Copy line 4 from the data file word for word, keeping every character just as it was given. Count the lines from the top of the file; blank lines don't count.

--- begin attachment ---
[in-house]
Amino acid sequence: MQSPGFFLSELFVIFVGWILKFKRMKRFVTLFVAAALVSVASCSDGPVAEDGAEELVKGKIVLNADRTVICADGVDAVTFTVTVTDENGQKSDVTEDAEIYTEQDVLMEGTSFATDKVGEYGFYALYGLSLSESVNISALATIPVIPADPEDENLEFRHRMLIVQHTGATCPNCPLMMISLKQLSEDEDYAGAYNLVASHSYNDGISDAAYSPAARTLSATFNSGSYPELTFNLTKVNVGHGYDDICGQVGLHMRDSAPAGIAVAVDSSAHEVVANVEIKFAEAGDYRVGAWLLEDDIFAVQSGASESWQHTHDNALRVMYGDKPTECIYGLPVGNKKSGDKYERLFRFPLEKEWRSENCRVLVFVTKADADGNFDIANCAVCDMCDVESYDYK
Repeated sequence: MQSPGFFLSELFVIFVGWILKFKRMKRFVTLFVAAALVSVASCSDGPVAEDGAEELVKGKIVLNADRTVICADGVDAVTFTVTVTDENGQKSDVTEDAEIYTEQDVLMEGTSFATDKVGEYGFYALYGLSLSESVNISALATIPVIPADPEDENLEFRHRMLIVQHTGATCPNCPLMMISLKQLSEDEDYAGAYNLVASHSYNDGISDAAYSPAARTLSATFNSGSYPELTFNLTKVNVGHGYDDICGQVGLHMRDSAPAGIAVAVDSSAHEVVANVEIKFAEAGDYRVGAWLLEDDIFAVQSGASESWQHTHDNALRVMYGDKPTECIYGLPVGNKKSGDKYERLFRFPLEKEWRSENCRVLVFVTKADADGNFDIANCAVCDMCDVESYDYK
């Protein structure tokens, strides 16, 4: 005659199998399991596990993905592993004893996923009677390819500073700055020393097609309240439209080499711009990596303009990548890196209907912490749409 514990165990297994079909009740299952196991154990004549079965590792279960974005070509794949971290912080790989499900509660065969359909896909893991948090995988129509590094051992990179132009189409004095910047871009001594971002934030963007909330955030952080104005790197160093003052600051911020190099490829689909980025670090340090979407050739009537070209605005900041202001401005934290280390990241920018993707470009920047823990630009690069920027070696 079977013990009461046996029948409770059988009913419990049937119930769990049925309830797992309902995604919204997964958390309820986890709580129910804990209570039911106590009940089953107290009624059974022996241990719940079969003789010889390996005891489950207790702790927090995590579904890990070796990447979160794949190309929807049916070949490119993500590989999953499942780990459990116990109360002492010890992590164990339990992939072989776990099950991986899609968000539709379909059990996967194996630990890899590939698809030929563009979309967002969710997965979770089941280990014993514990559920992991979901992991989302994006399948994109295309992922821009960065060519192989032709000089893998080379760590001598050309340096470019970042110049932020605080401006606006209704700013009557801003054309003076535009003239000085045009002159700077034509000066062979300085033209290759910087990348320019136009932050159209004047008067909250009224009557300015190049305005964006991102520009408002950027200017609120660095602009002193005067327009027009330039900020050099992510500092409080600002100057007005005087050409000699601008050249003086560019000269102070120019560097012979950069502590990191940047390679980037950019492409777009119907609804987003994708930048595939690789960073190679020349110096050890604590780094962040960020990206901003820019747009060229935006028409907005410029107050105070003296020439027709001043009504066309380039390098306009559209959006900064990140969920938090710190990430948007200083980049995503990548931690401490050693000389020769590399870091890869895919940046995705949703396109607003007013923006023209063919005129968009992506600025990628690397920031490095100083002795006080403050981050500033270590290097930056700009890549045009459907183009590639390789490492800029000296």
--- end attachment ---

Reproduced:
């Protein structure tokens, strides 16, 4: 005659199998399991596990993905592993004893996923009677390819500073700055020393097609309240439209080499711009990596303009990548890196209907912490749409 514990165990297994079909009740299952196991154990004549079965590792279960974005070509794949971290912080790989499900509660065969359909896909893991948090995988129509590094051992990179132009189409004095910047871009001594971002934030963007909330955030952080104005790197160093003052600051911020190099490829689909980025670090340090979407050739009537070209605005900041202001401005934290280390990241920018993707470009920047823990630009690069920027070696 079977013990009461046996029948409770059988009913419990049937119930769990049925309830797992309902995604919204997964958390309820986890709580129910804990209570039911106590009940089953107290009624059974022996241990719940079969003789010889390996005891489950207790702790927090995590579904890990070796990447979160794949190309929807049916070949490119993500590989999953499942780990459990116990109360002492010890992590164990339990992939072989776990099950991986899609968000539709379909059990996967194996630990890899590939698809030929563009979309967002969710997965979770089941280990014993514990559920992991979901992991989302994006399948994109295309992922821009960065060519192989032709000089893998080379760590001598050309340096470019970042110049932020605080401006606006209704700013009557801003054309003076535009003239000085045009002159700077034509000066062979300085033209290759910087990348320019136009932050159209004047008067909250009224009557300015190049305005964006991102520009408002950027200017609120660095602009002193005067327009027009330039900020050099992510500092409080600002100057007005005087050409000699601008050249003086560019000269102070120019560097012979950069502590990191940047390679980037950019492409777009119907609804987003994708930048595939690789960073190679020349110096050890604590780094962040960020990206901003820019747009060229935006028409907005410029107050105070003296020439027709001043009504066309380039390098306009559209959006900064990140969920938090710190990430948007200083980049995503990548931690401490050693000389020769590399870091890869895919940046995705949703396109607003007013923006023209063919005129968009992506600025990628690397920031490095100083002795006080403050981050500033270590290097930056700009890549045009459907183009590639390789490492800029000296």